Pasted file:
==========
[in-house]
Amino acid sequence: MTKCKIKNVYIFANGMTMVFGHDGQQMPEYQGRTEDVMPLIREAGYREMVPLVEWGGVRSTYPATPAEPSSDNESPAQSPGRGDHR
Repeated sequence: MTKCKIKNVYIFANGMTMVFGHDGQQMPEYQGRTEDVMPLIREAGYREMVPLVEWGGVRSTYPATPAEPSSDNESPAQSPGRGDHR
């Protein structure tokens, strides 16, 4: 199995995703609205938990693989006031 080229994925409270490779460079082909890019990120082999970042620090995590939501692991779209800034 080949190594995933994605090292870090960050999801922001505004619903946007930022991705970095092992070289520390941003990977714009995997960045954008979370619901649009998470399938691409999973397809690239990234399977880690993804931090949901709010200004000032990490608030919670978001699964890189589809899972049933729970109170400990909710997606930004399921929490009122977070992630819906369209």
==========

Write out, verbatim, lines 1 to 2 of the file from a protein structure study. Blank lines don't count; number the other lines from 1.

[in-house]
Amino acid sequence: MTKCKIKNVYIFANGMTMVFGHDGQQMPEYQGRTEDVMPLIREAGYREMVPLVEWGGVRSTYPATPAEPSSDNESPAQSPGRGDHR